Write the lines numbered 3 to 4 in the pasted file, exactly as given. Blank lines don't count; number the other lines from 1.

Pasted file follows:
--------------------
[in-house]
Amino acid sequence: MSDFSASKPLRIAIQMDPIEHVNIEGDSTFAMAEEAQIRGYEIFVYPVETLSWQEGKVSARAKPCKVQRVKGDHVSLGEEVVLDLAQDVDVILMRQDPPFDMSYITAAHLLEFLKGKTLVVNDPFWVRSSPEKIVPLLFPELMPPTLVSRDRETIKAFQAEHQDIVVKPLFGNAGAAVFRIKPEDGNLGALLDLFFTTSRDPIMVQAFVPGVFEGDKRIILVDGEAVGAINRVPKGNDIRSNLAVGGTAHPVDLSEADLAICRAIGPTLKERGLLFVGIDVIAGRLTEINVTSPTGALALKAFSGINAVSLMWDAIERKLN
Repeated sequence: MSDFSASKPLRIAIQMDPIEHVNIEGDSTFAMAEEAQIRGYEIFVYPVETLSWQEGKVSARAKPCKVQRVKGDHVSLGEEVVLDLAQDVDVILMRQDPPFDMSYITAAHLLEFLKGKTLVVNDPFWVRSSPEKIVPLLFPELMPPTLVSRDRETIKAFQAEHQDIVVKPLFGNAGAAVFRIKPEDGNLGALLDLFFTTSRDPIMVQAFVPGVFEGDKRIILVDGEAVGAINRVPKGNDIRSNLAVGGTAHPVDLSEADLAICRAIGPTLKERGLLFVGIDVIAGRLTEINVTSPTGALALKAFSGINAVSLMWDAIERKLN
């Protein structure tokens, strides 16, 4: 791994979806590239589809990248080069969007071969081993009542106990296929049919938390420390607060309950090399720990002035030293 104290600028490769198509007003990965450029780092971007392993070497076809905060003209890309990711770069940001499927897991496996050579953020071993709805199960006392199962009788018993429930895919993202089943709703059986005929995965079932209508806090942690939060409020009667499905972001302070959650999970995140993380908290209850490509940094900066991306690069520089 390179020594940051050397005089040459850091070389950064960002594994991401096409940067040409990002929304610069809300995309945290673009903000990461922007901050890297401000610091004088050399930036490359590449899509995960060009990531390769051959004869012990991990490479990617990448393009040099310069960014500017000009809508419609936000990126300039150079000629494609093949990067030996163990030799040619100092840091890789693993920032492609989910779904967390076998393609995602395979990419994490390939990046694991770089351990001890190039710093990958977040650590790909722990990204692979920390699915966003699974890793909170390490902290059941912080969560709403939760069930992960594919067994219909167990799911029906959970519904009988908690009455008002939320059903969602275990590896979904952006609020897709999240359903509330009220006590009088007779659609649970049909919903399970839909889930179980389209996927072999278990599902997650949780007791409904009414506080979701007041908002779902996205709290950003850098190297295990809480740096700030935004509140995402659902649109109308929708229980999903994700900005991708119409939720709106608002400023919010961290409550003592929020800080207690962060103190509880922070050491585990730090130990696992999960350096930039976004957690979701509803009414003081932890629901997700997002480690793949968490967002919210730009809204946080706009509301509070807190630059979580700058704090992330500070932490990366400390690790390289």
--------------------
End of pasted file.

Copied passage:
Repeated sequence: MSDFSASKPLRIAIQMDPIEHVNIEGDSTFAMAEEAQIRGYEIFVYPVETLSWQEGKVSARAKPCKVQRVKGDHVSLGEEVVLDLAQDVDVILMRQDPPFDMSYITAAHLLEFLKGKTLVVNDPFWVRSSPEKIVPLLFPELMPPTLVSRDRETIKAFQAEHQDIVVKPLFGNAGAAVFRIKPEDGNLGALLDLFFTTSRDPIMVQAFVPGVFEGDKRIILVDGEAVGAINRVPKGNDIRSNLAVGGTAHPVDLSEADLAICRAIGPTLKERGLLFVGIDVIAGRLTEINVTSPTGALALKAFSGINAVSLMWDAIERKLN
């Protein structure tokens, strides 16, 4: 791994979806590239589809990248080069969007071969081993009542106990296929049919938390420390607060309950090399720990002035030293 104290600028490769198509007003990965450029780092971007392993070497076809905060003209890309990711770069940001499927897991496996050579953020071993709805199960006392199962009788018993429930895919993202089943709703059986005929995965079932209508806090942690939060409020009667499905972001302070959650999970995140993380908290209850490509940094900066991306690069520089 390179020594940051050397005089040459850091070389950064960002594994991401096409940067040409990002929304610069809300995309945290673009903000990461922007901050890297401000610091004088050399930036490359590449899509995960060009990531390769051959004869012990991990490479990617990448393009040099310069960014500017000009809508419609936000990126300039150079000629494609093949990067030996163990030799040619100092840091890789693993920032492609989910779904967390076998393609995602395979990419994490390939990046694991770089351990001890190039710093990958977040650590790909722990990204692979920390699915966003699974890793909170390490902290059941912080969560709403939760069930992960594919067994219909167990799911029906959970519904009988908690009455008002939320059903969602275990590896979904952006609020897709999240359903509330009220006590009088007779659609649970049909919903399970839909889930179980389209996927072999278990599902997650949780007791409904009414506080979701007041908002779902996205709290950003850098190297295990809480740096700030935004509140995402659902649109109308929708229980999903994700900005991708119409939720709106608002400023919010961290409550003592929020800080207690962060103190509880922070050491585990730090130990696992999960350096930039976004957690979701509803009414003081932890629901997700997002480690793949968490967002919210730009809204946080706009509301509070807190630059979580700058704090992330500070932490990366400390690790390289």